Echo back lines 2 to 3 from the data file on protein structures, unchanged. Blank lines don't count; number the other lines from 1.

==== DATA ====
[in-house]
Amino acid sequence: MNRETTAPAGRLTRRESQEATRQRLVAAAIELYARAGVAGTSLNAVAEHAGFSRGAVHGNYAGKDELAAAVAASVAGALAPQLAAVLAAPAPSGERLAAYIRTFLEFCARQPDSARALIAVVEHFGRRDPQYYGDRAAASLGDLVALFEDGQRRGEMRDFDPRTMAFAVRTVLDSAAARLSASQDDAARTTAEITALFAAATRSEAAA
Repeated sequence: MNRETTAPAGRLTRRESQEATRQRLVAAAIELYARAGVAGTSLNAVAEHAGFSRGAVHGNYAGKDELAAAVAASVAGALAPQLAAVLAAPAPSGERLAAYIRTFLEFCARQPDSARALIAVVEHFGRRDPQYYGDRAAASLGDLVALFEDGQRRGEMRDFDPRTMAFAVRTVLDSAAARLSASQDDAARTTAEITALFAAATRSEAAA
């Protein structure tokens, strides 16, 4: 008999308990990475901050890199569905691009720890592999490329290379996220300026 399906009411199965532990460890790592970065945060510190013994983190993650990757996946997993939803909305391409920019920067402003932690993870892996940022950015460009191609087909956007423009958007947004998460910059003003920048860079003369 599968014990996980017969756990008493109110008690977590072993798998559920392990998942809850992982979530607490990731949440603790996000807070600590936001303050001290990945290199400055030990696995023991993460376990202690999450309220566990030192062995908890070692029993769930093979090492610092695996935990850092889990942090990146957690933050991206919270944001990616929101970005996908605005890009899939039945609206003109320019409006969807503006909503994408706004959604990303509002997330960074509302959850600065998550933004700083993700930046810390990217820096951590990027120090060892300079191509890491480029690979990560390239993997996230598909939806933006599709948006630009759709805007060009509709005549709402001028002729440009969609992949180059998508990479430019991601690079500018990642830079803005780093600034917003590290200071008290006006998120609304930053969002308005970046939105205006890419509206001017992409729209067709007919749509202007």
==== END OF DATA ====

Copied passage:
Amino acid sequence: MNRETTAPAGRLTRRESQEATRQRLVAAAIELYARAGVAGTSLNAVAEHAGFSRGAVHGNYAGKDELAAAVAASVAGALAPQLAAVLAAPAPSGERLAAYIRTFLEFCARQPDSARALIAVVEHFGRRDPQYYGDRAAASLGDLVALFEDGQRRGEMRDFDPRTMAFAVRTVLDSAAARLSASQDDAARTTAEITALFAAATRSEAAA
Repeated sequence: MNRETTAPAGRLTRRESQEATRQRLVAAAIELYARAGVAGTSLNAVAEHAGFSRGAVHGNYAGKDELAAAVAASVAGALAPQLAAVLAAPAPSGERLAAYIRTFLEFCARQPDSARALIAVVEHFGRRDPQYYGDRAAASLGDLVALFEDGQRRGEMRDFDPRTMAFAVRTVLDSAAARLSASQDDAARTTAEITALFAAATRSEAAA